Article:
Fall is the perfect season to undertake garden projects. Do a little maintenance, add new features, and organize your garden tools. Since the weather is cooler, try your hand at a garden project. As a gardener, you probably have many tools, pots, and soil bags sitting around wherever they fit best. A garden shed is ideal for tool organization and even plant germination.
It may seem a bit overwhelming to build your garden shed, but with Ryan’s Shed Plans, it’s easy! They provide thousands of garden shed blueprints for your access and ease. Search their blueprint library for your ideal style, then follow the simple steps to build your shed.
Their site is designed for first time builders. It lists all materials needed, has easy to follow instructions and tips along the way. For a fall garden project, check out Ryan’s Shed Plans.
If you’re feeling down about your garden, as petals fall and stems turn brown, look to cold hardy ornamental plants. Your garden doesn’t have to fade to shades of brown even if it’s not the primary growing season. Blossoming and colorful plants that thrive in cooler weather are a great addition to your garden.
It’s important to rotate the types of plants in your yard anyway since each absorbs different nutrients in the soil. Take some time to remove old annuals that are out of season and plant some fall florals. Make sure to care for your perennials, though, as they will blossom again when the weather warms up. Trim dead leaves and blossoms off so the stems can store energy throughout the winter.
For your garden beds, window boxes and decoration, plant some colder weather plants for gardening in fall…
- Chrysanthemums: These bushy flowers are a fall classic. The bright red, orange, or yellow of the flowers bring color and life to your yard. From mini sizes to large pots, mums come in many varieties. To encourage growth, deadhead blossoms by trimming off the dead flowers.
- Flowering Kale: This is also known as ornamental cabbage. It is a hardy and colorful plant to feature in your fall garden. The ruffled purple and green leaves mesh fabulously with fall shades of reds and yellows. They should last through the winter, but keep in mind that this kale is ornamental, not edible.
- Black-eyed Susan: This flower brings a hint of summer to your fall garden. The yellow petals and dark brown centers are reminiscent of sunflowers. Their bright colors attract pollinators like bees and butterflies to your yard.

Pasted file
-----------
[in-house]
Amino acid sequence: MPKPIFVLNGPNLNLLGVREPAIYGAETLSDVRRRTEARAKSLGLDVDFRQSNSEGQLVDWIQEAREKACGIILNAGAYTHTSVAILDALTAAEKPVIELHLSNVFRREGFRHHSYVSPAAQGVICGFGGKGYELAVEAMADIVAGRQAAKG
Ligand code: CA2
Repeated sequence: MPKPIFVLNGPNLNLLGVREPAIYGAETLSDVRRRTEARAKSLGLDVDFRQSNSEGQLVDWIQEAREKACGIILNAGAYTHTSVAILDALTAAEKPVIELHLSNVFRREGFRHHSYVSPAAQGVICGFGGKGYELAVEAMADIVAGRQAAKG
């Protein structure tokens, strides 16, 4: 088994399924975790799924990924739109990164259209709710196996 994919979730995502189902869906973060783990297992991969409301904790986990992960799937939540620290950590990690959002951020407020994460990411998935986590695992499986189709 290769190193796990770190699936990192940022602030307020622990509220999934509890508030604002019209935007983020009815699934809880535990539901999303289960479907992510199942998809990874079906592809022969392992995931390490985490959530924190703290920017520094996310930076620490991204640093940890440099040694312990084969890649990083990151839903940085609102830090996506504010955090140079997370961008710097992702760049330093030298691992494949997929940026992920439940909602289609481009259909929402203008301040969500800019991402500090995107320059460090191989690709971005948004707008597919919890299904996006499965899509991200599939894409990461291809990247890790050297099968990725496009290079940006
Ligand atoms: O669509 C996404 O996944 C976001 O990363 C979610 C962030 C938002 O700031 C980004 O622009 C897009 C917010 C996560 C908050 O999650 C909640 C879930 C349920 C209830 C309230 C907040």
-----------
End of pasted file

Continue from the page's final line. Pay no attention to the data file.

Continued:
- Pansies: Pansies bring bright pops of cheerful color to your fall garden. Their two-tone petals mix stunning combinations of white, purple, blue, yellow, and orange. If you love the look of pansies but live in a frigid area, try violas. Violas are a smaller similar variety that is even more cold-hardy.
Frequently Asked Questions: Gardening in Fall
What should I do with all the leaf debris?
With fall comes the falling leaves. Depending on how many trees you have in your yard, you may have quite a pile of leaves to deal with. It’s a lot of work to keep the yard cleared from the constant leaf litter. But consider leaving them on the ground to nourish your garden. Run a lawnmower over a layer of leaves spread evenly over your garden, then decompose over the winter. This will add nutrients to the soil for the next growing season.
I need help with garden maintenence, where should I go?
If you need assistance clearing overgrown shrubs, bagging leaves, or trimming trees, Handiworker’s Garden Maintenance crew can help you out. We offer premier services for your garden assistance. Whether you need an extra hand or are completely overwhelmed by your yard, we’re here for you.
How do I balance garden seasons between annuals and perennials?
It’s healthy for your garden soil to rotate what kinds of plants you grow. Each plant species absorbs specific nutrients from the soil to keep the soil healthy and rotate them. The seasons help the natural rotation of perennials and annuals. As your annuals die off, make sure to remove them from your garden to make room for next season’s annuals. Pay extra attention to your perennials if you want them to last another season; make sure to trim dead leaves or blossoms to preserve their energy.